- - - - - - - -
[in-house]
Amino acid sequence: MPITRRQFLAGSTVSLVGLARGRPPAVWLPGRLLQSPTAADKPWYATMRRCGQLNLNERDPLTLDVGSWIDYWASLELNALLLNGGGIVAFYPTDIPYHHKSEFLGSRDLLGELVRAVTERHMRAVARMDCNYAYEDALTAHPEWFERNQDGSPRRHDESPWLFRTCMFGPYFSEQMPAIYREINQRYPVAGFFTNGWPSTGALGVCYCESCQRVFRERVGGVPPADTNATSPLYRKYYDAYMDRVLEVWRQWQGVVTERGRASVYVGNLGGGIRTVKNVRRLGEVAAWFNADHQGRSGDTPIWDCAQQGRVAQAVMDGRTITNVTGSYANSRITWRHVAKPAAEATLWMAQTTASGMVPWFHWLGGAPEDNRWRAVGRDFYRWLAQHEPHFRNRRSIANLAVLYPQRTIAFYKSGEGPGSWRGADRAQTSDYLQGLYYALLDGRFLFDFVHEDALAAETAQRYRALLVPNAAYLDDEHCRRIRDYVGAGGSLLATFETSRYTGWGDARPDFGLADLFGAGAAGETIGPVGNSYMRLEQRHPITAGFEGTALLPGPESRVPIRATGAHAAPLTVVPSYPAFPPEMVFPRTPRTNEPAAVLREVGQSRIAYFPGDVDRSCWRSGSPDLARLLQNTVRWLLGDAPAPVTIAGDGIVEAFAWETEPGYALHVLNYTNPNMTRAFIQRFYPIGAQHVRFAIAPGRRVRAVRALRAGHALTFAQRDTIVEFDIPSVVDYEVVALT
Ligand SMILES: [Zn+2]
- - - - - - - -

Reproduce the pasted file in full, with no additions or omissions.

[in-house]
Amino acid sequence: MPITRRQFLAGSTVSLVGLARGRPPAVWLPGRLLQSPTAADKPWYATMRRCGQLNLNERDPLTLDVGSWIDYWASLELNALLLNGGGIVAFYPTDIPYHHKSEFLGSRDLLGELVRAVTERHMRAVARMDCNYAYEDALTAHPEWFERNQDGSPRRHDESPWLFRTCMFGPYFSEQMPAIYREINQRYPVAGFFTNGWPSTGALGVCYCESCQRVFRERVGGVPPADTNATSPLYRKYYDAYMDRVLEVWRQWQGVVTERGRASVYVGNLGGGIRTVKNVRRLGEVAAWFNADHQGRSGDTPIWDCAQQGRVAQAVMDGRTITNVTGSYANSRITWRHVAKPAAEATLWMAQTTASGMVPWFHWLGGAPEDNRWRAVGRDFYRWLAQHEPHFRNRRSIANLAVLYPQRTIAFYKSGEGPGSWRGADRAQTSDYLQGLYYALLDGRFLFDFVHEDALAAETAQRYRALLVPNAAYLDDEHCRRIRDYVGAGGSLLATFETSRYTGWGDARPDFGLADLFGAGAAGETIGPVGNSYMRLEQRHPITAGFEGTALLPGPESRVPIRATGAHAAPLTVVPSYPAFPPEMVFPRTPRTNEPAAVLREVGQSRIAYFPGDVDRSCWRSGSPDLARLLQNTVRWLLGDAPAPVTIAGDGIVEAFAWETEPGYALHVLNYTNPNMTRAFIQRFYPIGAQHVRFAIAPGRRVRAVRALRAGHALTFAQRDTIVEFDIPSVVDYEVVALT
Ligand SMILES: [Zn+2]